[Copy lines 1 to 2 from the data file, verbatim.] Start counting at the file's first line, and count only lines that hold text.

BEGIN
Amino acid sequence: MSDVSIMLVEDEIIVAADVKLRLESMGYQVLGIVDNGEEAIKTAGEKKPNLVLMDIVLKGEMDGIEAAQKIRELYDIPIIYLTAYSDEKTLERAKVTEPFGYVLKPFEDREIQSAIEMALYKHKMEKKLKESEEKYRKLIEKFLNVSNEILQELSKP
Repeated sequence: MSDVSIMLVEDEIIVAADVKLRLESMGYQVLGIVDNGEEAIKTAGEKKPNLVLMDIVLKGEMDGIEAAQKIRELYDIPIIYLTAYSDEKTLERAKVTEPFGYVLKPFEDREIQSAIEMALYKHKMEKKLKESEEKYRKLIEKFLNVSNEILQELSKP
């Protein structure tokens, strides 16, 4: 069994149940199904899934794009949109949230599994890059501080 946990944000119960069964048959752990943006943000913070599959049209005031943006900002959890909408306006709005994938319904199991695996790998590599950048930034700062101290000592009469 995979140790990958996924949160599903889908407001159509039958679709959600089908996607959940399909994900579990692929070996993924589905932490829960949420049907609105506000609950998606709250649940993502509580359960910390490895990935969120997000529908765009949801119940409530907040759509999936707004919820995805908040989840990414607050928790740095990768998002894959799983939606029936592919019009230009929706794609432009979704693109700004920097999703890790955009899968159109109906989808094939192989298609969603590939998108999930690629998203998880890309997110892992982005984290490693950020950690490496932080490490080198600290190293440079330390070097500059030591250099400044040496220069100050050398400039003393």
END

Amino acid sequence: MSDVSIMLVEDEIIVAADVKLRLESMGYQVLGIVDNGEEAIKTAGEKKPNLVLMDIVLKGEMDGIEAAQKIRELYDIPIIYLTAYSDEKTLERAKVTEPFGYVLKPFEDREIQSAIEMALYKHKMEKKLKESEEKYRKLIEKFLNVSNEILQELSKP
Repeated sequence: MSDVSIMLVEDEIIVAADVKLRLESMGYQVLGIVDNGEEAIKTAGEKKPNLVLMDIVLKGEMDGIEAAQKIRELYDIPIIYLTAYSDEKTLERAKVTEPFGYVLKPFEDREIQSAIEMALYKHKMEKKLKESEEKYRKLIEKFLNVSNEILQELSKP